How a community scheme is forging bonds between locals and newcomers

Author: Julie Al-Zoubi

This article is part of Changing the Narrative. Articles in this series are written by student or early career journalists who took part in The Local’s training course on solutions-focused migration reporting. Find out more about the project here.

In 2015 the four million people fleeing Syria’s civil war grabbed the world’s attention. As the UK government pledged to resettle 20,000 of them, local communities were inspired to play their own part. Five years later, community sponsors say a scheme designed to help newcomers integrate has also helped their neighbourhoods thrive.

In 2016 the UK government set up the Community Sponsorship Scheme (CSS), with the aim of offering refugees a safe and legal route for entering the UK, improving their chances of settling in and learning English and ultimately finding work. Over 150 community groups across the UK have now welcomed and provided support to more than 400 Syrian refugees as they attempted to rebuild their lives in an alien new environment.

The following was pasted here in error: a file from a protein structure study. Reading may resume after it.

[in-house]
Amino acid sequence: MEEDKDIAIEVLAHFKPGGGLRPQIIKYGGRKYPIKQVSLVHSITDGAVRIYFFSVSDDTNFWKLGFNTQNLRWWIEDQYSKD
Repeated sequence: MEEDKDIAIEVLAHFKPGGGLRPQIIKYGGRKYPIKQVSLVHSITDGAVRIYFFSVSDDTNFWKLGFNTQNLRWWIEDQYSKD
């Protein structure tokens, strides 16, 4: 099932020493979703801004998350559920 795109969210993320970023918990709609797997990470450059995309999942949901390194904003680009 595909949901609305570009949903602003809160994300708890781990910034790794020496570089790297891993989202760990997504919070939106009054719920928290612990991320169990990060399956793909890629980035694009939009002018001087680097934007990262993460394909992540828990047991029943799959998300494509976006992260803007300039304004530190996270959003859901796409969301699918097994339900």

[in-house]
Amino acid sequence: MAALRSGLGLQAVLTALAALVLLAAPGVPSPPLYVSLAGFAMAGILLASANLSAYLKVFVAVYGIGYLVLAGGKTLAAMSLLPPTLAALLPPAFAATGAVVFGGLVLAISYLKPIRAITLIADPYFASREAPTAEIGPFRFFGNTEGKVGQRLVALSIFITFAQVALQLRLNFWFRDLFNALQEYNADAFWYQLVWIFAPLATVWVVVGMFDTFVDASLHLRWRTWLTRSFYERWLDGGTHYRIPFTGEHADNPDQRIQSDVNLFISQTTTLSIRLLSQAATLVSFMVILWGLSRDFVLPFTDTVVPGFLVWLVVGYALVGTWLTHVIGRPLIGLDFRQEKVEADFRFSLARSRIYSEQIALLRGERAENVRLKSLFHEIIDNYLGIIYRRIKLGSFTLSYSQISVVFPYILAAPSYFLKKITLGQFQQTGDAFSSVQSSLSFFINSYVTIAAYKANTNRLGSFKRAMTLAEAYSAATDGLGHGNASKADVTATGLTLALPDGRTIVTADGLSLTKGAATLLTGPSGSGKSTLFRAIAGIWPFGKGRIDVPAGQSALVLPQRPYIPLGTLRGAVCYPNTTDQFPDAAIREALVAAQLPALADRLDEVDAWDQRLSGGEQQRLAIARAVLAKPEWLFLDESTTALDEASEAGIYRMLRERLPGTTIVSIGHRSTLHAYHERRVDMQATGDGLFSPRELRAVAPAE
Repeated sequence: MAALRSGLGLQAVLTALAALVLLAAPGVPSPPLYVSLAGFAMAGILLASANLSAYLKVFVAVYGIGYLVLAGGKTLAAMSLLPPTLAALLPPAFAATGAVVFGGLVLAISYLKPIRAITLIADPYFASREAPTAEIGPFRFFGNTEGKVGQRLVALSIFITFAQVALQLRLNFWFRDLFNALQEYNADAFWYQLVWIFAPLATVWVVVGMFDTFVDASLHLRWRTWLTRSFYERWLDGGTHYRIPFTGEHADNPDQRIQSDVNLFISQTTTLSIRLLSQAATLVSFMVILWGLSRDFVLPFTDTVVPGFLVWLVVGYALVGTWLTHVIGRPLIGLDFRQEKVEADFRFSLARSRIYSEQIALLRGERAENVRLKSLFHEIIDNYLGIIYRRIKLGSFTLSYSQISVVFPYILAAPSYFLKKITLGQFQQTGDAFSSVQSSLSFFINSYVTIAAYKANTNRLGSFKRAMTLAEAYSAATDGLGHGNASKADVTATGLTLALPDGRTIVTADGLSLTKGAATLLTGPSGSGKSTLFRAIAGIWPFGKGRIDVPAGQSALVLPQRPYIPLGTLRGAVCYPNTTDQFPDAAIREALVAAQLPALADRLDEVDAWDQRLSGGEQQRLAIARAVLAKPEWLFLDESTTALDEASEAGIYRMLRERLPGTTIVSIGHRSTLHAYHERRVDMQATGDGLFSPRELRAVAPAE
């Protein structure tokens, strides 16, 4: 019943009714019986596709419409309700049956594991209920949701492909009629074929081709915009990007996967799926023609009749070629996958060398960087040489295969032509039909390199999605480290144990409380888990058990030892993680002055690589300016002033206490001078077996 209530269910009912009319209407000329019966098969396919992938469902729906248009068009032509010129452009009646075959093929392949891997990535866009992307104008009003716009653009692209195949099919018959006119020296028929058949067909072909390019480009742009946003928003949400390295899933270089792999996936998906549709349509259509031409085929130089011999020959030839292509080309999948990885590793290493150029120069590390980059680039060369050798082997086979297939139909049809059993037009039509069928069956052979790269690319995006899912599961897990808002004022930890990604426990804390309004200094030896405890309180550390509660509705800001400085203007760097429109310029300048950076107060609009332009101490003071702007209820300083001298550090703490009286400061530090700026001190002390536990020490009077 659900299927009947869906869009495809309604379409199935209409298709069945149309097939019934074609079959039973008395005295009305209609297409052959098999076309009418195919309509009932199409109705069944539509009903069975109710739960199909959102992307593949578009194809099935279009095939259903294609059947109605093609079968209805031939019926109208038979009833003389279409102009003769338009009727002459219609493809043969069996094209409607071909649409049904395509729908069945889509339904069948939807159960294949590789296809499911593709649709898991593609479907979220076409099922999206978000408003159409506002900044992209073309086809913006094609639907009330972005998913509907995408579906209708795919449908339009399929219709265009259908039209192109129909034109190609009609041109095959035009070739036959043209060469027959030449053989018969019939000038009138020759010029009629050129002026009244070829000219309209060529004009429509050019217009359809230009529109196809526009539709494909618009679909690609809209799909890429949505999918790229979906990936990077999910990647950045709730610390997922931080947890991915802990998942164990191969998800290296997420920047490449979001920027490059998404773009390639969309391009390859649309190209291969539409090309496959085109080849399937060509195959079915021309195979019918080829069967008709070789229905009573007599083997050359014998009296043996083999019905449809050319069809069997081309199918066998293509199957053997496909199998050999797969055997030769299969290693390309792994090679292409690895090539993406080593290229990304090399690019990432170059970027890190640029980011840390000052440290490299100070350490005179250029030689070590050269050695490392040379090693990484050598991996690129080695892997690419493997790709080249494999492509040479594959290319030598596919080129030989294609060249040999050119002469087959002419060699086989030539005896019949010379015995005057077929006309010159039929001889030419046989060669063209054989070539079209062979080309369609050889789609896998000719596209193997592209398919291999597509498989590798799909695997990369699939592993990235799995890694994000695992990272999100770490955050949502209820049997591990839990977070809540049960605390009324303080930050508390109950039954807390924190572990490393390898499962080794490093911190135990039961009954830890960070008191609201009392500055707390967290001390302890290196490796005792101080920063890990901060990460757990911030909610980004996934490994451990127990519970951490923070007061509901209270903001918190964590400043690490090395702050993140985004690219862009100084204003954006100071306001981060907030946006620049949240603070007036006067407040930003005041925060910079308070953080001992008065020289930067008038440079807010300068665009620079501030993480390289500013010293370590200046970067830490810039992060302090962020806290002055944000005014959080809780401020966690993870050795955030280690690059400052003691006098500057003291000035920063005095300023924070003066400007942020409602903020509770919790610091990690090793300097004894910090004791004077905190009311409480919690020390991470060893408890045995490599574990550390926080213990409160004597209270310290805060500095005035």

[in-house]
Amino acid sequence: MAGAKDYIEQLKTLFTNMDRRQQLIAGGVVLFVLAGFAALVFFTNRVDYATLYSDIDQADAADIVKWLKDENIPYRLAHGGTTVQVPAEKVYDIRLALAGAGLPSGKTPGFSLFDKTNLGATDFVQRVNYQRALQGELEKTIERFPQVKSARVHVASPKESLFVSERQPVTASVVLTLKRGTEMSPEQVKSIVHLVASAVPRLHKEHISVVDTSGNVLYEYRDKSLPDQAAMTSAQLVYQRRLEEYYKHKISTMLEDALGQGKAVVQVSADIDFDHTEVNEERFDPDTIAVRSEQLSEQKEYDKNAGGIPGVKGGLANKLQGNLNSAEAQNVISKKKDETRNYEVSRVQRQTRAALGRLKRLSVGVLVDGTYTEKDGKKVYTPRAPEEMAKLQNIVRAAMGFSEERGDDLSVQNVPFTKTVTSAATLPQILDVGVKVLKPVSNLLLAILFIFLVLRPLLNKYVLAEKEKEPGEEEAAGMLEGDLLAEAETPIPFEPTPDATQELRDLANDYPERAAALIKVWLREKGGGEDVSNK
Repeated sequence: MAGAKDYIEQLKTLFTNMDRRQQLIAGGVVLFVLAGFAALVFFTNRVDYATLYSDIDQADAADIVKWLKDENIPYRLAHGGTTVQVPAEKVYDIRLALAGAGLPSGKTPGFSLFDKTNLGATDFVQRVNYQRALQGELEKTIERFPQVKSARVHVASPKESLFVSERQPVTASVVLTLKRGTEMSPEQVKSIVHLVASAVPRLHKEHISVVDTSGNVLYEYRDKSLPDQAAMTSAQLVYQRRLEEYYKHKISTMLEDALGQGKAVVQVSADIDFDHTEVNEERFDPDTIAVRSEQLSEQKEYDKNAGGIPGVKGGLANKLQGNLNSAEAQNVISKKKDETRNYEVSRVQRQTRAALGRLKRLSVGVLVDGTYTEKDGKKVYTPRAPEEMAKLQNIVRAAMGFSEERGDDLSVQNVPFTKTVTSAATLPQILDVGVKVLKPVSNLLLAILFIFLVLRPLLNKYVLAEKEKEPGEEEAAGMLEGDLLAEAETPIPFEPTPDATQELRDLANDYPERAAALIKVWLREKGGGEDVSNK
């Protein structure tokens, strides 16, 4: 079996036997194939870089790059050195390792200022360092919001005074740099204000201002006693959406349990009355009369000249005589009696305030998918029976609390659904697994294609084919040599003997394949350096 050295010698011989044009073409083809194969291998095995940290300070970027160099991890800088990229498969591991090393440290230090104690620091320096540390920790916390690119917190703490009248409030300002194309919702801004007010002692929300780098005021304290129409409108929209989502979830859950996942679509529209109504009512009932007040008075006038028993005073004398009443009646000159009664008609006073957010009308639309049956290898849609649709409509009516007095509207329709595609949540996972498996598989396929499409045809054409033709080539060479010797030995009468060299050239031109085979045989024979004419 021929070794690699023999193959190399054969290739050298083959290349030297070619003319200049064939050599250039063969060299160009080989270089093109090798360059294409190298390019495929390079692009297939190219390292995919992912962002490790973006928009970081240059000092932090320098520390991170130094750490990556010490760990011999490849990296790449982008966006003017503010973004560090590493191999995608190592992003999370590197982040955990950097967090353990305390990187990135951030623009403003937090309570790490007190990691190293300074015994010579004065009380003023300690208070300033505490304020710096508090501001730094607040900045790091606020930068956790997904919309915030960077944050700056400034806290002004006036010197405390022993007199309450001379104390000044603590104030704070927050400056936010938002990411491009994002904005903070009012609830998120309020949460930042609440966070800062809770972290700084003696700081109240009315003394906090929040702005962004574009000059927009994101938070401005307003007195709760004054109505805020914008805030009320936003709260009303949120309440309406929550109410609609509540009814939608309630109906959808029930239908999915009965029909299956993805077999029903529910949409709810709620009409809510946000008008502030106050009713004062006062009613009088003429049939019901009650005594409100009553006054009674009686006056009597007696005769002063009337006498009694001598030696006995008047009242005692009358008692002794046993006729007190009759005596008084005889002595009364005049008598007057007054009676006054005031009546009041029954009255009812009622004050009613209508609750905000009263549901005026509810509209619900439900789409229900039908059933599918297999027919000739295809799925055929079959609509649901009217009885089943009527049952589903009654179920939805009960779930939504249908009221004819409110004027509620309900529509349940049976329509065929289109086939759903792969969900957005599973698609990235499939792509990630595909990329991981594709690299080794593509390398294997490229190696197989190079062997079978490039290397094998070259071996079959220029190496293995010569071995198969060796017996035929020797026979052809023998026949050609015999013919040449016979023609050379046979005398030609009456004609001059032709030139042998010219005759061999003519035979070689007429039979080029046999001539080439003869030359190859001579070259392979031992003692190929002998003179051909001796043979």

Under the scheme, arriving families are welcomed at the airport by members of their sponsorship team and escorted to their new home where a hot meal and well stocked fridge awaits them. Their home will have been thoughtfully furnished with consideration given to the family’s cultural/religious needs and will include items such as net curtains and a shoe rack.

Meeting the family for the first time is the culmination of around a year’s work by the sponsor group whose obligations include sourcing suitable affordable housing for the family and raising £9,000 through fundraising to cover costs, including furnishing the house, paying for translations and providing English lessons.


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